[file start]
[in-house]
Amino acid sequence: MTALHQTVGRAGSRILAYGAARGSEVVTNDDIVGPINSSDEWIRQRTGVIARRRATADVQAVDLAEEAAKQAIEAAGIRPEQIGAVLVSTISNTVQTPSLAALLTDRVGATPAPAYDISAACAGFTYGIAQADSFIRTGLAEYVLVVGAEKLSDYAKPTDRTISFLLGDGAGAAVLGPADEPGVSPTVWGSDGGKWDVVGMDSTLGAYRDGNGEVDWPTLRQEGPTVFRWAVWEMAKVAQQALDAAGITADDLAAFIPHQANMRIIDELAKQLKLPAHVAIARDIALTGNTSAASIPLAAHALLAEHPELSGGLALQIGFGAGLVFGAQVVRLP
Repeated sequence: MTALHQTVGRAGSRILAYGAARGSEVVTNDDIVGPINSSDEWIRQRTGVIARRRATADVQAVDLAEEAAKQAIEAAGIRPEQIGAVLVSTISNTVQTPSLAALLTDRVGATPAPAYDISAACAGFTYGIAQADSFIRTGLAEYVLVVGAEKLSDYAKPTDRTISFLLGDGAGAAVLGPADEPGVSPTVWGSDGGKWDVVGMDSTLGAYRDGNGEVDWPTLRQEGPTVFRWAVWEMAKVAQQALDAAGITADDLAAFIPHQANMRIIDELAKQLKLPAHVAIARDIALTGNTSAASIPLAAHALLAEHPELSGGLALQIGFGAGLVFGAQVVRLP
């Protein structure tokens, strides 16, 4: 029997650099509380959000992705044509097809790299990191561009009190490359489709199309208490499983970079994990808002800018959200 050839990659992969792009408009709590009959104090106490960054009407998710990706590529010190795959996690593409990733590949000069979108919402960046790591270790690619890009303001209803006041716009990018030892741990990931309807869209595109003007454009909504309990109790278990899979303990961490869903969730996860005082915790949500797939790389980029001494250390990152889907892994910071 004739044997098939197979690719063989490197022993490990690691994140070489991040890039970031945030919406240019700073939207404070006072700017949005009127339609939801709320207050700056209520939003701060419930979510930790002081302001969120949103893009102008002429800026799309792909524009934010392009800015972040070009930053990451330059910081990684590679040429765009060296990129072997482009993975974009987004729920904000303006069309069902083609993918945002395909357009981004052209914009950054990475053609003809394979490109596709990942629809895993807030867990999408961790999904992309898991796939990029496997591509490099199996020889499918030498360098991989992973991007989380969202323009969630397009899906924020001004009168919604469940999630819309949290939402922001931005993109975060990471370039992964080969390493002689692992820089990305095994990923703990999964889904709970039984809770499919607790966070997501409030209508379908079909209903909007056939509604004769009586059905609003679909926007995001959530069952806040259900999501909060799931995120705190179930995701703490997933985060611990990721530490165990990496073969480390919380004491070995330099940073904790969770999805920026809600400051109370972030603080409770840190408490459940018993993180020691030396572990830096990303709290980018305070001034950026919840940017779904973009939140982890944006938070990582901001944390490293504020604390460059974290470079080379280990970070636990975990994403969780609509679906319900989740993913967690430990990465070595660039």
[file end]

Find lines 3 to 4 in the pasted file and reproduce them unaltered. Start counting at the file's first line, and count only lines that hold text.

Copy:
Repeated sequence: MTALHQTVGRAGSRILAYGAARGSEVVTNDDIVGPINSSDEWIRQRTGVIARRRATADVQAVDLAEEAAKQAIEAAGIRPEQIGAVLVSTISNTVQTPSLAALLTDRVGATPAPAYDISAACAGFTYGIAQADSFIRTGLAEYVLVVGAEKLSDYAKPTDRTISFLLGDGAGAAVLGPADEPGVSPTVWGSDGGKWDVVGMDSTLGAYRDGNGEVDWPTLRQEGPTVFRWAVWEMAKVAQQALDAAGITADDLAAFIPHQANMRIIDELAKQLKLPAHVAIARDIALTGNTSAASIPLAAHALLAEHPELSGGLALQIGFGAGLVFGAQVVRLP
């Protein structure tokens, strides 16, 4: 029997650099509380959000992705044509097809790299990191561009009190490359489709199309208490499983970079994990808002800018959200 050839990659992969792009408009709590009959104090106490960054009407998710990706590529010190795959996690593409990733590949000069979108919402960046790591270790690619890009303001209803006041716009990018030892741990990931309807869209595109003007454009909504309990109790278990899979303990961490869903969730996860005082915790949500797939790389980029001494250390990152889907892994910071 004739044997098939197979690719063989490197022993490990690691994140070489991040890039970031945030919406240019700073939207404070006072700017949005009127339609939801709320207050700056209520939003701060419930979510930790002081302001969120949103893009102008002429800026799309792909524009934010392009800015972040070009930053990451330059910081990684590679040429765009060296990129072997482009993975974009987004729920904000303006069309069902083609993918945002395909357009981004052209914009950054990475053609003809394979490109596709990942629809895993807030867990999408961790999904992309898991796939990029496997591509490099199996020889499918030498360098991989992973991007989380969202323009969630397009899906924020001004009168919604469940999630819309949290939402922001931005993109975060990471370039992964080969390493002689692992820089990305095994990923703990999964889904709970039984809770499919607790966070997501409030209508379908079909209903909007056939509604004769009586059905609003679909926007995001959530069952806040259900999501909060799931995120705190179930995701703490997933985060611990990721530490165990990496073969480390919380004491070995330099940073904790969770999805920026809600400051109370972030603080409770840190408490459940018993993180020691030396572990830096990303709290980018305070001034950026919840940017779904973009939140982890944006938070990582901001944390490293504020604390460059974290470079080379280990970070636990975990994403969780609509679906319900989740993913967690430990990465070595660039």